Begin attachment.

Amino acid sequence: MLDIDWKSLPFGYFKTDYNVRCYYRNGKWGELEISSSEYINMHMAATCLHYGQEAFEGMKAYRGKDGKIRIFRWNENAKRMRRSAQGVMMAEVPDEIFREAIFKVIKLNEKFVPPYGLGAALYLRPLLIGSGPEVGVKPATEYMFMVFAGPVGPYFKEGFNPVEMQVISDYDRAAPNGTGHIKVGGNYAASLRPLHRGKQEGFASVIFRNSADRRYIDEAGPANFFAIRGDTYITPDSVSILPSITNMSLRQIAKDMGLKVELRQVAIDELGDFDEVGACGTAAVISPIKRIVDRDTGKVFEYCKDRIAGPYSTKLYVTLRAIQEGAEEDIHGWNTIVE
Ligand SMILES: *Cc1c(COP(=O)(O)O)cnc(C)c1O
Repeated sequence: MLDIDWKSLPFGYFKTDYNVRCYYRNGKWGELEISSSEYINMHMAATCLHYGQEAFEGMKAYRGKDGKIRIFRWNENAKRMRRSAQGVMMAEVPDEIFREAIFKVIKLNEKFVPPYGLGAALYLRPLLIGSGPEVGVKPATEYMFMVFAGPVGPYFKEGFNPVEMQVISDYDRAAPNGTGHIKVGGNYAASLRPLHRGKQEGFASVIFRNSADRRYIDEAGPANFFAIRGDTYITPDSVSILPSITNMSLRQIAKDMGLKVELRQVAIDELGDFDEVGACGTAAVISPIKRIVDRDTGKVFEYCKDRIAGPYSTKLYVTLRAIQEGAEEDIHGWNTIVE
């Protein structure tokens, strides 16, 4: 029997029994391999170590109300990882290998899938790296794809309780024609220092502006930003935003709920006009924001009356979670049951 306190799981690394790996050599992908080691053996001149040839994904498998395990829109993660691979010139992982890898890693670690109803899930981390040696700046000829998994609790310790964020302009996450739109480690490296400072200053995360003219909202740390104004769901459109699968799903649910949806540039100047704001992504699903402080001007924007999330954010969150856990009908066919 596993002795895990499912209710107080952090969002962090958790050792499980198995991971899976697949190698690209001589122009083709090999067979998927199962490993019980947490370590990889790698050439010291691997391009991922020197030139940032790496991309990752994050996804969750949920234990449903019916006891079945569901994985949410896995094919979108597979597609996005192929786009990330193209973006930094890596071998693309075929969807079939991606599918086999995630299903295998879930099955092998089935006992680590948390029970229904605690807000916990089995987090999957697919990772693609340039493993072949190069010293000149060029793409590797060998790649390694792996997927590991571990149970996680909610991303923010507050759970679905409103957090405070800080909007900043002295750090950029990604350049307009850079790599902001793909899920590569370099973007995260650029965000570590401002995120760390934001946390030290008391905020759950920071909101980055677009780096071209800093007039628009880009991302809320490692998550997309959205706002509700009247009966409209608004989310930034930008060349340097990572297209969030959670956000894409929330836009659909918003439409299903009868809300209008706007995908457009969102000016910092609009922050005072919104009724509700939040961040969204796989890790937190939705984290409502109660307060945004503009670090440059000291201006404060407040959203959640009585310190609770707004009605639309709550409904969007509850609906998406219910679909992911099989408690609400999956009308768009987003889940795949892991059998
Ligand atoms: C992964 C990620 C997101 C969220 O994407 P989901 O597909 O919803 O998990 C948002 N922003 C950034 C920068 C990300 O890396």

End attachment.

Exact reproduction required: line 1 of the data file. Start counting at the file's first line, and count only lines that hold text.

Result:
Amino acid sequence: MLDIDWKSLPFGYFKTDYNVRCYYRNGKWGELEISSSEYINMHMAATCLHYGQEAFEGMKAYRGKDGKIRIFRWNENAKRMRRSAQGVMMAEVPDEIFREAIFKVIKLNEKFVPPYGLGAALYLRPLLIGSGPEVGVKPATEYMFMVFAGPVGPYFKEGFNPVEMQVISDYDRAAPNGTGHIKVGGNYAASLRPLHRGKQEGFASVIFRNSADRRYIDEAGPANFFAIRGDTYITPDSVSILPSITNMSLRQIAKDMGLKVELRQVAIDELGDFDEVGACGTAAVISPIKRIVDRDTGKVFEYCKDRIAGPYSTKLYVTLRAIQEGAEEDIHGWNTIVE